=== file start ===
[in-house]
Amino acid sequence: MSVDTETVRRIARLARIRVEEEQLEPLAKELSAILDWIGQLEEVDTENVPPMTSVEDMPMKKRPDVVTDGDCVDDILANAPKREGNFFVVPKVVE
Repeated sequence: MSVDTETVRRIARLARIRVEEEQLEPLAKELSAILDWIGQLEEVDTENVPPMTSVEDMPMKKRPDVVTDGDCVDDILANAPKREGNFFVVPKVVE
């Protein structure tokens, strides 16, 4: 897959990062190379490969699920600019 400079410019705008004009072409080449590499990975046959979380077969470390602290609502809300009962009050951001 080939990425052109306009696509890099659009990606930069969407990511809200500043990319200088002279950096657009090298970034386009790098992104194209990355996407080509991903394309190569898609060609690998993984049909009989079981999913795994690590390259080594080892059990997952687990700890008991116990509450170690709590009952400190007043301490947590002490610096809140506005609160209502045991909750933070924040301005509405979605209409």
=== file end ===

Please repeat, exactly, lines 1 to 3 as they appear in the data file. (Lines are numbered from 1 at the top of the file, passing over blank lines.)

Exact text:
[in-house]
Amino acid sequence: MSVDTETVRRIARLARIRVEEEQLEPLAKELSAILDWIGQLEEVDTENVPPMTSVEDMPMKKRPDVVTDGDCVDDILANAPKREGNFFVVPKVVE
Repeated sequence: MSVDTETVRRIARLARIRVEEEQLEPLAKELSAILDWIGQLEEVDTENVPPMTSVEDMPMKKRPDVVTDGDCVDDILANAPKREGNFFVVPKVVE